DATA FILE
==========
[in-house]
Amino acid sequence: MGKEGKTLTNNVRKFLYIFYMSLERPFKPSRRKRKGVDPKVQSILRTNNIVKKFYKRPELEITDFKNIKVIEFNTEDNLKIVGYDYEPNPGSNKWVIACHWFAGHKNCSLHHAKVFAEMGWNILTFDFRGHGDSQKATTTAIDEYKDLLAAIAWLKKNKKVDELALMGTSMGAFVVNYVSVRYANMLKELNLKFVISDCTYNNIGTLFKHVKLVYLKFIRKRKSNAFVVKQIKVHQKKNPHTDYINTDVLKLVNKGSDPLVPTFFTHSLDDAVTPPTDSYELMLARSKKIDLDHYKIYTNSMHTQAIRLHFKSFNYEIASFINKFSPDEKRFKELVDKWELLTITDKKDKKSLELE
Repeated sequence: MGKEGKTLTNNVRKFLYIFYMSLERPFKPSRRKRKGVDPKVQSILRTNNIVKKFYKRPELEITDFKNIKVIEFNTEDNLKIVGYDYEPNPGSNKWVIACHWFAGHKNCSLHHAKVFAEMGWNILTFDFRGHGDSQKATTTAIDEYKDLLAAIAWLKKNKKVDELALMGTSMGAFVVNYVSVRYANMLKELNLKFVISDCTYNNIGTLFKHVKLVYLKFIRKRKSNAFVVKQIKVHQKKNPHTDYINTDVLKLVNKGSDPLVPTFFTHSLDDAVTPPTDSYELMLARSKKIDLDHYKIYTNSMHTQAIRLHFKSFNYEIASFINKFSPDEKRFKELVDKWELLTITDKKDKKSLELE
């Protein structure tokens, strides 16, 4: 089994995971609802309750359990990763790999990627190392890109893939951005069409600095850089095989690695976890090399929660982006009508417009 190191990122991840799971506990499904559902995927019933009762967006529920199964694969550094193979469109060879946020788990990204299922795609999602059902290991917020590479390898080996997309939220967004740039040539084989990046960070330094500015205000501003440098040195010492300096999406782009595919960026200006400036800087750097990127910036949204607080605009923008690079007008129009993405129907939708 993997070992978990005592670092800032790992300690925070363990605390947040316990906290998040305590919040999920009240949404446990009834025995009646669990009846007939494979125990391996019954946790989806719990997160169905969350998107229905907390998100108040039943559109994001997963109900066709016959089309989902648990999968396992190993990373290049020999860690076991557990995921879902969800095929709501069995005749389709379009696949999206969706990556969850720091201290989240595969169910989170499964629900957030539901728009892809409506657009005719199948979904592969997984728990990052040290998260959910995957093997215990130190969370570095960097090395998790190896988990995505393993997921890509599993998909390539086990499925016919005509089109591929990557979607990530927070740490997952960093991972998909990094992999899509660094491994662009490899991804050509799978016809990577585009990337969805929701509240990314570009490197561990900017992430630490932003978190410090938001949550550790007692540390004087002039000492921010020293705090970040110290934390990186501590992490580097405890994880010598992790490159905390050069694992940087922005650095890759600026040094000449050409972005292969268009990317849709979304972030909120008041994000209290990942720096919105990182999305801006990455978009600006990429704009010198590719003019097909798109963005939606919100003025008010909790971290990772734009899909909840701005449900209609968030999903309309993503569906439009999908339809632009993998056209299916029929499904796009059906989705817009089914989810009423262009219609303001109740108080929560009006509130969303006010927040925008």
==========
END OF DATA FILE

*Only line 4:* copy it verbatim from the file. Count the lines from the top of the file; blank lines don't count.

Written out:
């Protein structure tokens, strides 16, 4: 089994995971609802309750359990990763790999990627190392890109893939951005069409600095850089095989690695976890090399929660982006009508417009 190191990122991840799971506990499904559902995927019933009762967006529920199964694969550094193979469109060879946020788990990204299922795609999602059902290991917020590479390898080996997309939220967004740039040539084989990046960070330094500015205000501003440098040195010492300096999406782009595919960026200006400036800087750097990127910036949204607080605009923008690079007008129009993405129907939708 993997070992978990005592670092800032790992300690925070363990605390947040316990906290998040305590919040999920009240949404446990009834025995009646669990009846007939494979125990391996019954946790989806719990997160169905969350998107229905907390998100108040039943559109994001997963109900066709016959089309989902648990999968396992190993990373290049020999860690076991557990995921879902969800095929709501069995005749389709379009696949999206969706990556969850720091201290989240595969169910989170499964629900957030539901728009892809409506657009005719199948979904592969997984728990990052040290998260959910995957093997215990130190969370570095960097090395998790190896988990995505393993997921890509599993998909390539086990499925016919005509089109591929990557979607990530927070740490997952960093991972998909990094992999899509660094491994662009490899991804050509799978016809990577585009990337969805929701509240990314570009490197561990900017992430630490932003978190410090938001949550550790007692540390004087002039000492921010020293705090970040110290934390990186501590992490580097405890994880010598992790490159905390050069694992940087922005650095890759600026040094000449050409972005292969268009990317849709979304972030909120008041994000209290990942720096919105990182999305801006990455978009600006990429704009010198590719003019097909798109963005939606919100003025008010909790971290990772734009899909909840701005449900209609968030999903309309993503569906439009999908339809632009993998056209299916029929499904796009059906989705817009089914989810009423262009219609303001109740108080929560009006509130969303006010927040925008």